The issue is deployment. Although having a store will make it easier to deploy a packaged application, there will be 2 down sides. The first is that all devs will need to register somehow with MS, making sure they are on a white list and that their apps are “Good/Secure” – whatever that may mean. A couple of things with this: 1, it will cost you – currently it about 100 dollars – I think – it will get cheaper over time, maybe it will be free at some point, but it will make it hard for someone to develop a little free app, like a bookmark tool, or a Excel Addin [:-)]. 2, it will be “slow”. MS will need to check every line of code, that will take time. Devs will have to learn how to get an app into the store, and all the jazz that will inevitable go with that – time.

All of this might not be big deal if there is a side load option, or something similar available – but I can’t see the desktop shipping in a free version of Windows.

The second issue is that the number and diversity of languages supported will, in-practice, drop through the floor. This is more of a issue. At the moment any one can buy a copy of Windows and use that as a fairly robust template of how to write a coding language that will work on that platform. This can still contiune, but what they wont beable to do is get the code on the mechine in the first place. That gateway will be controlled 100% by Microsoft. In the future there may be a API (or something) for different languages to write deployment against, but that’s never going to be the same. Companies like Adobe might be ok, but small companies that don’t use MS tools will be hard pushed, they will more or less be forced to use MS tooling or die – I suspect.

Maybe its unimportant because desktop development is on its way out – well, maybe in a state of slow but steady decline anyway, time will tell and it will be interesting to see what happen.

Abine Privacy Tools

I’m getting more and more annoyed with everyone in the whole world needing to know everything I’ve ever done on line. Sure I have nothing to hide (well maybe a few things), but that does not mean its OK the track everything I do, right – you don’t follow people around the supermarket do you, that would be odd,  when you for to the pub there not someone there going, “oh, having a pint of Fosters are we”, leave me be!

Anyway, recently I’ve been using a couple of addins for Chrome and FF form Abine. “DoNotTrackMe,” blocks all these loathsome things that link ads up and so forth, so that I don’t see loads of ads for stuff I’ve just bought!!!  and “MaskMe” is a great tool, as it helps you to not have to had out an -email address ever 2 seconds!

You get the idea

Find out more here: http://www.abine.com/

And yes I know I have Google analytics’s on this site, and ads – I never said it was a perfect world!!!

 

A rant on Excel and Bad Ideas.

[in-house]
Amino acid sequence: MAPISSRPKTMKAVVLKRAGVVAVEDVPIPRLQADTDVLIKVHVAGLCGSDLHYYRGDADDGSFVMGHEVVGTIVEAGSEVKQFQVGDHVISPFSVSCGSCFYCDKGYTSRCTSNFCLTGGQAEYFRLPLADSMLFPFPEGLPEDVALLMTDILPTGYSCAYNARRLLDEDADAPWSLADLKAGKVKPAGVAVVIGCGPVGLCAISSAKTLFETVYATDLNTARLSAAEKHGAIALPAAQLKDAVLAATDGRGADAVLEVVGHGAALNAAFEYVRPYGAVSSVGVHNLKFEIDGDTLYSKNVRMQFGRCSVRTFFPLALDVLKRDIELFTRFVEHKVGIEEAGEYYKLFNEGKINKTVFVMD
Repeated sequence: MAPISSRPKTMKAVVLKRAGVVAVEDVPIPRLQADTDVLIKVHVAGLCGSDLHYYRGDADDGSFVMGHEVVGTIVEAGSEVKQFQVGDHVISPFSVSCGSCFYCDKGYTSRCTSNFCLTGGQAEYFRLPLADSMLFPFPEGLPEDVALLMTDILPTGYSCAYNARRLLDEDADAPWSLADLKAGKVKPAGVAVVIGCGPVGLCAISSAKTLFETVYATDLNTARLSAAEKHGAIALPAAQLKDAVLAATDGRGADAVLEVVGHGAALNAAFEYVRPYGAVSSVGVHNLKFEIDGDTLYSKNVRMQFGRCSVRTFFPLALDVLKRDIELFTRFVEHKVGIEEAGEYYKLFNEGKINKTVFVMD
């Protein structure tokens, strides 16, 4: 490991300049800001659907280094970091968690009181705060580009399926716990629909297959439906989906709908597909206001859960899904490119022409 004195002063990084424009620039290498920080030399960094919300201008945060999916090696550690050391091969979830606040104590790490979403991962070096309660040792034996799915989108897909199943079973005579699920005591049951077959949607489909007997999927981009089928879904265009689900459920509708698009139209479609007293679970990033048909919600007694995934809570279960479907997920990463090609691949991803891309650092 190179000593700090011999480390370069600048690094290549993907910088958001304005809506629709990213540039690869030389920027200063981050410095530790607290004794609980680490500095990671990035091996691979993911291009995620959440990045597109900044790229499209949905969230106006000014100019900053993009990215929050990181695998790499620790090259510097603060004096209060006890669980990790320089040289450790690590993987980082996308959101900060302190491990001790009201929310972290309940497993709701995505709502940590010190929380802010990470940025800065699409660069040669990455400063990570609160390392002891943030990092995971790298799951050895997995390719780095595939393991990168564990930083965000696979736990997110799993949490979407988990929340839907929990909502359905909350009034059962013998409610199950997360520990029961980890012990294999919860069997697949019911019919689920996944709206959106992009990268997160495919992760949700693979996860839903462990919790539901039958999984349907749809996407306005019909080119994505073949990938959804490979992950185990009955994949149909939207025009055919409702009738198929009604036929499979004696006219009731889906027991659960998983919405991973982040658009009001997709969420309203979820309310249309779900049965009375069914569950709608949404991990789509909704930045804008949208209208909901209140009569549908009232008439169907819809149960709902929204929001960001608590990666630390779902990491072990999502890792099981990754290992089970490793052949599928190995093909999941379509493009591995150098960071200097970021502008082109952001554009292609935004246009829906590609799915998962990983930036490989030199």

The great thing about the internet is that anyone can share their thoughts, the problem with the internet is that anyone can share there thoughts. A classic dichotomy if you will.

We see this all the time, people talking utter, utter rubbish about things they don’t understand. As “organisations” have started to blog more and more this issue has increased. The way I see it is like this… If you run “Mega Corps” would you want me bloging for you? I probably wouldn’t. You see I’m not a talented writer, my spelling and grammar are poor and I’m not adept at making my point – as I will now prove. So “Mega Crops” ask the people who can do these things well to blog for them. What actually makes for a good bloger is someone who can think well! See, a bad idea expressed well is still a bad idea. What makes a great bloger is someone who can think and write well – and these types are rare. But still, what would you rather have, an ill-conceived observation expressed elegantly or a quality observation just expressed?

Which leads me to these two blog post, the first one suggests that people who use Excel in the supply chain are doomed, and the second one adds more fuel to that fire.

Beware Supply Chain Excel Users—YOU are DOOMED!!!!

Excel doesn’t excel in all cases…

Now I need to be careful here, I don’t what to offend anyone.

Equally I’d like to address the lack of understanding and insight, or at least offer a counter view. I have some grounds to make these observations, being somewhat familiar with Excel and having worked in supply chain for the last decade or so.

Basically both articles point out the limitations of Excel, principally by comparing the differences between Excel and a Generic ERP system. For example:

“Excel has features that can calculate safety stock by using prebuilt basic formulas such as moving average, standard deviations forecasts etc. Keep in mind that by doing this, an organization will not have the ability to see the entire supply and demand relationship. On the other hand, when the same safety stock is calculated within an application, it will provide visibility to outstanding supplies that need to be replenished; orders can be planned for production; and it can calculate how quickly organizations can turn a forecast into a deliverable product.”